Windows provide warmth, light, and protection. They are the portal to the outdoors and often present significant heat loss. As such, they hugely impact your home’s energy efficiency. During Toronto winters you spend a lot of money keeping your home warm. The last thing you need in a cold climate is deficient windows. Certain window types will prevent heat loss and reduce your energy costs during colder months. Here is what you need to know:
What Makes Windows Energy Efficient?
There are two basic parts to each window: the frame and the glass. Both of these work together to ensure energy efficiency.
Energy Efficient Window Frames
Frames are an important part of windows and should have zero air leaks when you close the windows. All the corners and hinges should seal tightly. Another important aspect is the frame material. There are several to choose from. Wood, vinyl, and fiberglass are excellent insulators. They do not conduct heat and will improve energy efficiency.
Energy Efficient Window Glass
The glass is also important. You want to make sure you have the right glass coatings, inert gas, and number of panes for the Toronto climate. You want a special metallic oxide coating on the inner surface of your glass. This prevents heat transfer from the warmer climate inside to the outside, colder climate. You can also choose double or even triple panes to increase insulation. As for the gas between panes, different densities and types of gas will combine for improved insulation. How do you know if you are looking at energy efficient glass? You need to pay close attention to the ratings printed on your window label.
Reading Window Labels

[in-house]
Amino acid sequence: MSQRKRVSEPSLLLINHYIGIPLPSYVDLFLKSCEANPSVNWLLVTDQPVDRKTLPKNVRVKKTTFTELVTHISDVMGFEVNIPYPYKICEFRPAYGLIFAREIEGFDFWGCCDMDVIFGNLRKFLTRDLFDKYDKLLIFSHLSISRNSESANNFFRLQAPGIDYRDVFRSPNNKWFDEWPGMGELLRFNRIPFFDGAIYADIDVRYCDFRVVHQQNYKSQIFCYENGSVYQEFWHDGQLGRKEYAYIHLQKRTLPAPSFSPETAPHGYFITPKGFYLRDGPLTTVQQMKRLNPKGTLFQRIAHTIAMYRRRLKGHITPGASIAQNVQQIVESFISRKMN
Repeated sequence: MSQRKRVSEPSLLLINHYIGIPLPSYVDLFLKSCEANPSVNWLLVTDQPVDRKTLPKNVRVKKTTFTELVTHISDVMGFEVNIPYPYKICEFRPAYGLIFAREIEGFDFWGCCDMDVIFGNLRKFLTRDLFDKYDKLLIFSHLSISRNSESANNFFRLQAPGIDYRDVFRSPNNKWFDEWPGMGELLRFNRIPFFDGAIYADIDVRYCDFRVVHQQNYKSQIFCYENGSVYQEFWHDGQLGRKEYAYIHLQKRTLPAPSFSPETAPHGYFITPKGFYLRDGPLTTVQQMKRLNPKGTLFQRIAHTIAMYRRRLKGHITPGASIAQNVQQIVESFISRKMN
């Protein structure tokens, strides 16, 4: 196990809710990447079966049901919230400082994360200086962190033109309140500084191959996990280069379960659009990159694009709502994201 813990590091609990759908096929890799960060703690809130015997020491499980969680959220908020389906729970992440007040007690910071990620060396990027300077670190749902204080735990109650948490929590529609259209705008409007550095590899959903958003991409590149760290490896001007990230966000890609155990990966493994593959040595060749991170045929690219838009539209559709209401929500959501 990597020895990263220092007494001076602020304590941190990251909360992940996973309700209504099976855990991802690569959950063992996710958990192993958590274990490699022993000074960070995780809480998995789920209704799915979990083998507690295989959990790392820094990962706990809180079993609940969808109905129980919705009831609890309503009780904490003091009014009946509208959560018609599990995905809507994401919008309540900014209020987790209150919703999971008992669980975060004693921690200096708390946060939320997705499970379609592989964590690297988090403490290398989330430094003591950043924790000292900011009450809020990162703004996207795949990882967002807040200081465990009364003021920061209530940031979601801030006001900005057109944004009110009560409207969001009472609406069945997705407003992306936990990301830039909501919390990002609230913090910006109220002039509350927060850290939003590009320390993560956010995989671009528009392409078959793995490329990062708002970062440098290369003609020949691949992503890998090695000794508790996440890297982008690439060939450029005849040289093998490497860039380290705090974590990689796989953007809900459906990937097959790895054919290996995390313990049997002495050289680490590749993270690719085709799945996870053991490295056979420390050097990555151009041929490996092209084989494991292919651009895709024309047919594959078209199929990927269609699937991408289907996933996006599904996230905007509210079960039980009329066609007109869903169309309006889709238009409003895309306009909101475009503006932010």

There are four main ratings to pay attention to. The Solar Heat Gain Coefficient (SHGC) is a number between 0 and 1. It tells you the amount of heat absorbed by the glass. A higher SHGC lets in more heat, which is good for colder climates. A recommended value for colder climates is 0.55. With that, you can naturally warm your home with heat from the sun.
The U-factor measures non-solar heat transfer. Zero means the window allows absolutely no heat through. This is good because this means it is an excellent insulator, but not feasible. No window will block out 100% of non-solar heat. A good U-factor for cold climates is 0.33 or less.
Visible Transmission (VT) is the last rating. It gives the measurement for the amount of daylight that passes through the glass. Windows with higher VT ratings let in more light and reduce the costs of lighting your home.
Air Leakage (AL) tells you how much resistance the window has against air leaks. The lower the number, the better the seals. This measurement is not a requirement, however, and you might not find it listed on your window label.
Choosing Brock for Energy Efficient Windows
Looking for professional help choosing energy efficient windows in Toronto, ON? Call us today at (416) 324-2604 or visit our showroom, 2131 McCowan Rd., Scarborough, ON M1S 3Y6, Canada. Our knowledgeable home improvement specialists will walk you through the energy ratings on our windows and help you pick out the best brand and style for your unique needs in Toronto.